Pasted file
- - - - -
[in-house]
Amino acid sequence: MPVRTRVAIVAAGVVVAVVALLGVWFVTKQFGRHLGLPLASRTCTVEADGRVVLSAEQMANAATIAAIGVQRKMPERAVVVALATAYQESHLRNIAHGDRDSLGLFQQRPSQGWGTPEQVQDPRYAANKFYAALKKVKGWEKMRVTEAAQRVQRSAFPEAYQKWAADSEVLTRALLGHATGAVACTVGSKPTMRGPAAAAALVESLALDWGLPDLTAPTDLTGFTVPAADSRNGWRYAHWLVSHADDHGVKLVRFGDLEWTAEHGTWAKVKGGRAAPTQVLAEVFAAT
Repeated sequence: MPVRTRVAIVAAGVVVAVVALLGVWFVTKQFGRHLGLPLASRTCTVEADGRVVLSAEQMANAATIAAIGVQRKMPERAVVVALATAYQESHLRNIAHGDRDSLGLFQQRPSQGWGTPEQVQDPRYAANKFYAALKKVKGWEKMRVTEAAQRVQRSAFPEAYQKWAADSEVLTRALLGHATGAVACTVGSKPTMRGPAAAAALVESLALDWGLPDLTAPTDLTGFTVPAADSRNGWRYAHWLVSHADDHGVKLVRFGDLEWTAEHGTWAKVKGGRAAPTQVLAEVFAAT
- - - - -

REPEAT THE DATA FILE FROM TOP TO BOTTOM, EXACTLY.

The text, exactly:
[in-house]
Amino acid sequence: MPVRTRVAIVAAGVVVAVVALLGVWFVTKQFGRHLGLPLASRTCTVEADGRVVLSAEQMANAATIAAIGVQRKMPERAVVVALATAYQESHLRNIAHGDRDSLGLFQQRPSQGWGTPEQVQDPRYAANKFYAALKKVKGWEKMRVTEAAQRVQRSAFPEAYQKWAADSEVLTRALLGHATGAVACTVGSKPTMRGPAAAAALVESLALDWGLPDLTAPTDLTGFTVPAADSRNGWRYAHWLVSHADDHGVKLVRFGDLEWTAEHGTWAKVKGGRAAPTQVLAEVFAAT
Repeated sequence: MPVRTRVAIVAAGVVVAVVALLGVWFVTKQFGRHLGLPLASRTCTVEADGRVVLSAEQMANAATIAAIGVQRKMPERAVVVALATAYQESHLRNIAHGDRDSLGLFQQRPSQGWGTPEQVQDPRYAANKFYAALKKVKGWEKMRVTEAAQRVQRSAFPEAYQKWAADSEVLTRALLGHATGAVACTVGSKPTMRGPAAAAALVESLALDWGLPDLTAPTDLTGFTVPAADSRNGWRYAHWLVSHADDHGVKLVRFGDLEWTAEHGTWAKVKGGRAAPTQVLAEVFAAT